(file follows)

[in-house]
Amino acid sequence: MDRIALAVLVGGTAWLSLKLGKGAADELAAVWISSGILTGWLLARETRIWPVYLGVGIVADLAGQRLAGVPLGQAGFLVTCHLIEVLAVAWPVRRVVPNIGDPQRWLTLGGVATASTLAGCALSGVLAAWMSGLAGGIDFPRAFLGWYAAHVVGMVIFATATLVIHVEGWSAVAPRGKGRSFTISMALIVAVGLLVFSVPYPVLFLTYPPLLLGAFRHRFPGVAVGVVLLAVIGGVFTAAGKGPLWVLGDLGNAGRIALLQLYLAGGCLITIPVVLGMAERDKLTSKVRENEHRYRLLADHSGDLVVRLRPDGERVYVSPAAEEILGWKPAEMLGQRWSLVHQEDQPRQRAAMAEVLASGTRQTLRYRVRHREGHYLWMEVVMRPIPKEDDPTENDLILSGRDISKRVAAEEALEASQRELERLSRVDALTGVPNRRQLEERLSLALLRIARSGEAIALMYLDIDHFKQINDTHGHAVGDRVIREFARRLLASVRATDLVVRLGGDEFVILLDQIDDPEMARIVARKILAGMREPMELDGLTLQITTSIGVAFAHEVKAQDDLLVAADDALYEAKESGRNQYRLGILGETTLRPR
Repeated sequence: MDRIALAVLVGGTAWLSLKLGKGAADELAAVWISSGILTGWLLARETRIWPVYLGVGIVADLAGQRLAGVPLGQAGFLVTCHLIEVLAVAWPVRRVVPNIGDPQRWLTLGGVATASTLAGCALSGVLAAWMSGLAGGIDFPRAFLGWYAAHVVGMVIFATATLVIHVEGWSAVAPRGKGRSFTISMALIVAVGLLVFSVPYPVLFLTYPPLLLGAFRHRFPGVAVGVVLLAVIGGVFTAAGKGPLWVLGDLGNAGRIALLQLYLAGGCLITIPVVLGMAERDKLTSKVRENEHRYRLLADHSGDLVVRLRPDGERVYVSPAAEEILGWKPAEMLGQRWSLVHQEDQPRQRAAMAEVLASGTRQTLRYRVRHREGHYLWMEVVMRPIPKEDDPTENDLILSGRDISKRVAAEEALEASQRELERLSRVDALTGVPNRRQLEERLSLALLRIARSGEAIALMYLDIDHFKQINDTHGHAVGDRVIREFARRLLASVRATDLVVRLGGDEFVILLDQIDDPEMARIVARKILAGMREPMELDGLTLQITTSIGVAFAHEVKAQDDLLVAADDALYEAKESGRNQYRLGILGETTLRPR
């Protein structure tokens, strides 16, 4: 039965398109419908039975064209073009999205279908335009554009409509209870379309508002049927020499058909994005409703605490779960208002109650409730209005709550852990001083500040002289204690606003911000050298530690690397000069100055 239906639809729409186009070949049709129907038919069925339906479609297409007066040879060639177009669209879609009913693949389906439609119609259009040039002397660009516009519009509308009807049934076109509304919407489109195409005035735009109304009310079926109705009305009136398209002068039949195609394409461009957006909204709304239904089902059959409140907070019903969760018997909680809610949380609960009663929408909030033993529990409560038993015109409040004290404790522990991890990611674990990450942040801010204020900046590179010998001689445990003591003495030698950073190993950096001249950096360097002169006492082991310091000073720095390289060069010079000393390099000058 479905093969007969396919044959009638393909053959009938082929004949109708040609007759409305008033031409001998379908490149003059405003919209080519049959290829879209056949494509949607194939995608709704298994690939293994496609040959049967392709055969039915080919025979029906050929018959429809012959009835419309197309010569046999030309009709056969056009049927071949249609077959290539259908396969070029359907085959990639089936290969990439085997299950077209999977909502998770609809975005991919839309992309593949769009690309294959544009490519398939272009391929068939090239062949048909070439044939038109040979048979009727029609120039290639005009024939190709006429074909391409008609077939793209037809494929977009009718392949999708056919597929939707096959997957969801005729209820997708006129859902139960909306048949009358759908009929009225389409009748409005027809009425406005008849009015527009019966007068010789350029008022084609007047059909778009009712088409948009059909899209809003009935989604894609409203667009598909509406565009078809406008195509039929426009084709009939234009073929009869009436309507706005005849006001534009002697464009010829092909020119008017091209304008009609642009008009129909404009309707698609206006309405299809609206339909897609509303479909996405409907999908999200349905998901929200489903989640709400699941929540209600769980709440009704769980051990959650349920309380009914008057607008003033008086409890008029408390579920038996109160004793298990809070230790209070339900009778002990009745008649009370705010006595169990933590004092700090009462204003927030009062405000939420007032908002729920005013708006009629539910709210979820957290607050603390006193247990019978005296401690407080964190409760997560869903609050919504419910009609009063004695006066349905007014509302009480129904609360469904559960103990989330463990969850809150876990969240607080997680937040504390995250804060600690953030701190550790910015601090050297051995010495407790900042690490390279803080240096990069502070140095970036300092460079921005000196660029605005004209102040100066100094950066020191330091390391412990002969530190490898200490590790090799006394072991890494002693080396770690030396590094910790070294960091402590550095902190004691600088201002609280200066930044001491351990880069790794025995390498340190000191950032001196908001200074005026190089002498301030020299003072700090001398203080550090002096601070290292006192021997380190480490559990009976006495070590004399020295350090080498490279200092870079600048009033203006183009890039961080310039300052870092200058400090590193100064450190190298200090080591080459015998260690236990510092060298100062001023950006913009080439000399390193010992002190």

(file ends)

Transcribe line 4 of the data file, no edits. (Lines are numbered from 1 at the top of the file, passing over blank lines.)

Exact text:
């Protein structure tokens, strides 16, 4: 039965398109419908039975064209073009999205279908335009554009409509209870379309508002049927020499058909994005409703605490779960208002109650409730209005709550852990001083500040002289204690606003911000050298530690690397000069100055 239906639809729409186009070949049709129907038919069925339906479609297409007066040879060639177009669209879609009913693949389906439609119609259009040039002397660009516009519009509308009807049934076109509304919407489109195409005035735009109304009310079926109705009305009136398209002068039949195609394409461009957006909204709304239904089902059959409140907070019903969760018997909680809610949380609960009663929408909030033993529990409560038993015109409040004290404790522990991890990611674990990450942040801010204020900046590179010998001689445990003591003495030698950073190993950096001249950096360097002169006492082991310091000073720095390289060069010079000393390099000058 479905093969007969396919044959009638393909053959009938082929004949109708040609007759409305008033031409001998379908490149003059405003919209080519049959290829879209056949494509949607194939995608709704298994690939293994496609040959049967392709055969039915080919025979029906050929018959429809012959009835419309197309010569046999030309009709056969056009049927071949249609077959290539259908396969070029359907085959990639089936290969990439085997299950077209999977909502998770609809975005991919839309992309593949769009690309294959544009490519398939272009391929068939090239062949048909070439044939038109040979048979009727029609120039290639005009024939190709006429074909391409008609077939793209037809494929977009009718392949999708056919597929939707096959997957969801005729209820997708006129859902139960909306048949009358759908009929009225389409009748409005027809009425406005008849009015527009019966007068010789350029008022084609007047059909778009009712088409948009059909899209809003009935989604894609409203667009598909509406565009078809406008195509039929426009084709009939234009073929009869009436309507706005005849006001534009002697464009010829092909020119008017091209304008009609642009008009129909404009309707698609206006309405299809609206339909897609509303479909996405409907999908999200349905998901929200489903989640709400699941929540209600769980709440009704769980051990959650349920309380009914008057607008003033008086409890008029408390579920038996109160004793298990809070230790209070339900009778002990009745008649009370705010006595169990933590004092700090009462204003927030009062405000939420007032908002729920005013708006009629539910709210979820957290607050603390006193247990019978005296401690407080964190409760997560869903609050919504419910009609009063004695006066349905007014509302009480129904609360469904559960103990989330463990969850809150876990969240607080997680937040504390995250804060600690953030701190550790910015601090050297051995010495407790900042690490390279803080240096990069502070140095970036300092460079921005000196660029605005004209102040100066100094950066020191330091390391412990002969530190490898200490590790090799006394072991890494002693080396770690030396590094910790070294960091402590550095902190004691600088201002609280200066930044001491351990880069790794025995390498340190000191950032001196908001200074005026190089002498301030020299003072700090001398203080550090002096601070290292006192021997380190480490559990009976006495070590004399020295350090080498490279200092870079600048009033203006183009890039961080310039300052870092200058400090590193100064450190190298200090080591080459015998260690236990510092060298100062001023950006913009080439000399390193010992002190």